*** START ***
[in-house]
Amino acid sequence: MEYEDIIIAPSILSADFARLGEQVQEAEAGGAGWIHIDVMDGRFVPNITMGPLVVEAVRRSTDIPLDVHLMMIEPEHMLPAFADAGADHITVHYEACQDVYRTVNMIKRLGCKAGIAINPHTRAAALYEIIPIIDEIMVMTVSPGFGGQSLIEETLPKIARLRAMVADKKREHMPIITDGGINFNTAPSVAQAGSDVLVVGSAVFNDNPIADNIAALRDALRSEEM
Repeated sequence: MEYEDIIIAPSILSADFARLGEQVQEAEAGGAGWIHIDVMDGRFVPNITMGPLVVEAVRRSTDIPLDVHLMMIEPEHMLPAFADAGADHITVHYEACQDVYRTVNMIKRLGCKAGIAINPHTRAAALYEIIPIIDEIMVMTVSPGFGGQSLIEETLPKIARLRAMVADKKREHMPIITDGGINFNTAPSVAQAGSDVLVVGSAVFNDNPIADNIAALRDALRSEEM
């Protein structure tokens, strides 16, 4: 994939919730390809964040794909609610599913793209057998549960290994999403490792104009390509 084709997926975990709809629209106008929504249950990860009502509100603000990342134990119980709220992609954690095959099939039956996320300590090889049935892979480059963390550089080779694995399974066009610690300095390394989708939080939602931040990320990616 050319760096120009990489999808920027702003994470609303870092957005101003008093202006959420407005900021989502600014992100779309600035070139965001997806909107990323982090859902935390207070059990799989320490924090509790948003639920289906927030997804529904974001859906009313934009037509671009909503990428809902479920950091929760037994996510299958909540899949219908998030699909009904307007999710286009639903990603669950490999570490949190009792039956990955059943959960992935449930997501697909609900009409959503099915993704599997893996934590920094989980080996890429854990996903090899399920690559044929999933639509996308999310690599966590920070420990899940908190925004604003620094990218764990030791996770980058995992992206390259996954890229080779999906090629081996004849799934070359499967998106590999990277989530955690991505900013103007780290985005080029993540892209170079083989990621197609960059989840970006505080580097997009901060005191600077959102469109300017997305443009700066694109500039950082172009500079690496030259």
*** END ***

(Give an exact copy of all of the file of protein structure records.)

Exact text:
[in-house]
Amino acid sequence: MEYEDIIIAPSILSADFARLGEQVQEAEAGGAGWIHIDVMDGRFVPNITMGPLVVEAVRRSTDIPLDVHLMMIEPEHMLPAFADAGADHITVHYEACQDVYRTVNMIKRLGCKAGIAINPHTRAAALYEIIPIIDEIMVMTVSPGFGGQSLIEETLPKIARLRAMVADKKREHMPIITDGGINFNTAPSVAQAGSDVLVVGSAVFNDNPIADNIAALRDALRSEEM
Repeated sequence: MEYEDIIIAPSILSADFARLGEQVQEAEAGGAGWIHIDVMDGRFVPNITMGPLVVEAVRRSTDIPLDVHLMMIEPEHMLPAFADAGADHITVHYEACQDVYRTVNMIKRLGCKAGIAINPHTRAAALYEIIPIIDEIMVMTVSPGFGGQSLIEETLPKIARLRAMVADKKREHMPIITDGGINFNTAPSVAQAGSDVLVVGSAVFNDNPIADNIAALRDALRSEEM
């Protein structure tokens, strides 16, 4: 994939919730390809964040794909609610599913793209057998549960290994999403490792104009390509 084709997926975990709809629209106008929504249950990860009502509100603000990342134990119980709220992609954690095959099939039956996320300590090889049935892979480059963390550089080779694995399974066009610690300095390394989708939080939602931040990320990616 050319760096120009990489999808920027702003994470609303870092957005101003008093202006959420407005900021989502600014992100779309600035070139965001997806909107990323982090859902935390207070059990799989320490924090509790948003639920289906927030997804529904974001859906009313934009037509671009909503990428809902479920950091929760037994996510299958909540899949219908998030699909009904307007999710286009639903990603669950490999570490949190009792039956990955059943959960992935449930997501697909609900009409959503099915993704599997893996934590920094989980080996890429854990996903090899399920690559044929999933639509996308999310690599966590920070420990899940908190925004604003620094990218764990030791996770980058995992992206390259996954890229080779999906090629081996004849799934070359499967998106590999990277989530955690991505900013103007780290985005080029993540892209170079083989990621197609960059989840970006505080580097997009901060005191600077959102469109300017997305443009700066694109500039950082172009500079690496030259």